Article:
plural noun: explanations
- a statement or account that makes something clear.
- a reason or justification given for an action or belief.
“Wait…you were homeschooled?” people often ask me.
“How did you socialize? Weren’t you sad that you didn’t get to hang out with friends every day? What about learning how to interact with other people? Your parents must be really strict.”
Actually, being homeschooled didn’t mean I never left my house.
“What hall are you in?”
Actually, I don’t live on campus.
“You were engaged? Isn’t that a little young?”
Actually, I haven’t figured out how to respond to this yet. Things like my education and where I live are straightforward. My canceled wedding is not so easy to explain.
“Are you ready for the best four years of your life at Miami?”
Actually, after slogging through my first semester, I thought these might be the hardest four years of my life.
Eight months ago, I was still in the middle of this. I had questions. Didn’t anyone realize that this situation is even more confusing for me than it is for them? I still needed to explain this to myself.
I remember my mom telling me that coming to college meant that I could become anyone I wanted.
As with so many conversations I’ve had with my mom, I can’t remember when this one happened. Now that I think about it, she probably had this talk with me more than once leading up to my first semester at Miami.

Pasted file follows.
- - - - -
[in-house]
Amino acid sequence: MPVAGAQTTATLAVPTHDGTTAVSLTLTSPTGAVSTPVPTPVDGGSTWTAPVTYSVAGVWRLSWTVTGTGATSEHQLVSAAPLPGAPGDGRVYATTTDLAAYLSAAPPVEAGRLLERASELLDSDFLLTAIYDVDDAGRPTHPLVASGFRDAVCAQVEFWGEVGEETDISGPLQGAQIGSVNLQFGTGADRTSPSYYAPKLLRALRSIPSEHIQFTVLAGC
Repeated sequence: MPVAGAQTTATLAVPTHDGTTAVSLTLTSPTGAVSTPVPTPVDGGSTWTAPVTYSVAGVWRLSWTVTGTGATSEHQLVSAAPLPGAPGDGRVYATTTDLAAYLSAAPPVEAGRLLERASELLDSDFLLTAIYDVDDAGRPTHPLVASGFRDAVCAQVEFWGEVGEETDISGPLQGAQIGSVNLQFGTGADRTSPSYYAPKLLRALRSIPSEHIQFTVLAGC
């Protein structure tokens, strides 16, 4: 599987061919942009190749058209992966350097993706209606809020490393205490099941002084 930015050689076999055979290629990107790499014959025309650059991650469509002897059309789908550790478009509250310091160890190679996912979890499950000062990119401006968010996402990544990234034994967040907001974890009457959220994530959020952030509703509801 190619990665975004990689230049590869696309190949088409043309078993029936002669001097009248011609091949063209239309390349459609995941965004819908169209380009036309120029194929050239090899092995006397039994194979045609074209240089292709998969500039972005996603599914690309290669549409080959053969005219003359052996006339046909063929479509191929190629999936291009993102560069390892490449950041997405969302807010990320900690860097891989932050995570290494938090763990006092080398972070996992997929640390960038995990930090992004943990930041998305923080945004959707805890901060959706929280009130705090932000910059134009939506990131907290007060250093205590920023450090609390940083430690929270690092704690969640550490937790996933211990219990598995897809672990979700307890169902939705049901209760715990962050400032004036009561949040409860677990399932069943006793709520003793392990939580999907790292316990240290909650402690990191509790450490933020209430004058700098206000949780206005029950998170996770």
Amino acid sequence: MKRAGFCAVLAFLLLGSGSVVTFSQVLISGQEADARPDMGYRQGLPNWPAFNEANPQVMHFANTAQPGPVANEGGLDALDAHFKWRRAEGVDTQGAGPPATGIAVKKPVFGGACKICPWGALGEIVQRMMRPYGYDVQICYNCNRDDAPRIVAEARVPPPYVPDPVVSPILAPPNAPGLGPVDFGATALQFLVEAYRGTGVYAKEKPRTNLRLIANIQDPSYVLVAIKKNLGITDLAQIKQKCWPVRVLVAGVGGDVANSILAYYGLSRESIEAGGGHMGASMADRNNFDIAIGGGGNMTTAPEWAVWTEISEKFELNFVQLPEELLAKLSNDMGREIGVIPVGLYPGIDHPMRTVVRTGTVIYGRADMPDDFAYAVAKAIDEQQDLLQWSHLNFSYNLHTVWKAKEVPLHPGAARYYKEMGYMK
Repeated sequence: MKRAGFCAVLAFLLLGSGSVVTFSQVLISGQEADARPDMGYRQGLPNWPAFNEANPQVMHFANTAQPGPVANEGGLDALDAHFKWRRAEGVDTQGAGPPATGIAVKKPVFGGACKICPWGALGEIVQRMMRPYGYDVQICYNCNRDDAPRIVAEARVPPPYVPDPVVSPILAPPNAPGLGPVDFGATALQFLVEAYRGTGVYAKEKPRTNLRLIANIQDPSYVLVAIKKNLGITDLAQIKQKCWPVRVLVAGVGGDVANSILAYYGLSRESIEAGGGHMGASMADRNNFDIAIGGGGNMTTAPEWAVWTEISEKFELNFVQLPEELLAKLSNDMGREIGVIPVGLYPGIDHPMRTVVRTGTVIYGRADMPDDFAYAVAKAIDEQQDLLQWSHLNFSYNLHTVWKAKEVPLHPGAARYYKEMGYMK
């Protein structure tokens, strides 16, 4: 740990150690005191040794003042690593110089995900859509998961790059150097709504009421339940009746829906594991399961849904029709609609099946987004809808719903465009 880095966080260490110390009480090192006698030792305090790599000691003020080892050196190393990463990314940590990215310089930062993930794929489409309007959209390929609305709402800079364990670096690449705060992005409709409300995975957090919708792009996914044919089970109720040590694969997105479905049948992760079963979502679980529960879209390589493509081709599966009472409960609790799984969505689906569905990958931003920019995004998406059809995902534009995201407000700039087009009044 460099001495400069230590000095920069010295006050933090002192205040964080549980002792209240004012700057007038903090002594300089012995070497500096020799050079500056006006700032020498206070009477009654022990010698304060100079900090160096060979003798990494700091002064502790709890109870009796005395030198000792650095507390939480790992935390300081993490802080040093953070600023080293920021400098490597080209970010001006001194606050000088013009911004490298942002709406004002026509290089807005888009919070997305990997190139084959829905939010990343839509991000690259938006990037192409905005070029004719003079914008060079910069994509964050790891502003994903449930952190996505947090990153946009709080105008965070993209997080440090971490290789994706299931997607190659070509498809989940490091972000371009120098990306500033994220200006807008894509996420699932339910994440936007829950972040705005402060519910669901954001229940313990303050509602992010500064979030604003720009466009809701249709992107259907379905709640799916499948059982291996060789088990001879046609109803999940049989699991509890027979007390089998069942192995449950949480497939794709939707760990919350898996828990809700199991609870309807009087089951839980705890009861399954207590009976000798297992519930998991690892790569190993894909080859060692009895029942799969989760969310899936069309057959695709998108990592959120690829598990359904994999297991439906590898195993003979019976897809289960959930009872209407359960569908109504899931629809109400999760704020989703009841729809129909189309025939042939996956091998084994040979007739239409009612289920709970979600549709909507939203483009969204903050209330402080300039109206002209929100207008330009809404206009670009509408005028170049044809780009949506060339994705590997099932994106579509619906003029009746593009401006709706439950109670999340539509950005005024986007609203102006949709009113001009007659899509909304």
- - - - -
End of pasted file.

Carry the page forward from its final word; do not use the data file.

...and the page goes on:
My mom followed up her advice with stories of her own college experience: leaving home, moving eight hours away, throwing herself into nothing but academics. She was the model student, oblivious to the partying antics of her peers.
I decided to take my mom’s advice and recreate myself.
For me, this could mean a lot of different things, such as leaving that homeschooler stereotype at home, or pretending like I hadn’t broken my engagement just weeks before starting school.
I decided to start with my name.
Jillian is what everyone from my “old life” called me. To parents, friends and exes, I had always been, and would always be, Jillian.
I guess I thought that by introducing myself as Jill at Miami, my prospective new friends would see me differently.
Another factor in changing my name was that as Jillian, I was frequently referred to as Joanne. Almost without fail, when introducing myself, the other party somehow caught a name with no L’s, and one less syllable. It still baffles me.
Changing my name to the simpler version, Jill, did not have the desired effect.
Once last fall, I stopped in King Café for a hot chocolate. Traffic had hit a lull; it was fairly quiet.
“What’s the name?” the barista asked.
“It’s Jill,” I said clearly. Very clearly.
Moments later, I had my hot chocolate. On the side of the cup was written, simply, “Jo.”
As my mom describes homeschooling, she taught me to walk and talk and just never stopped. For twelve years, my commute to school was out my bedroom door and down the stairs.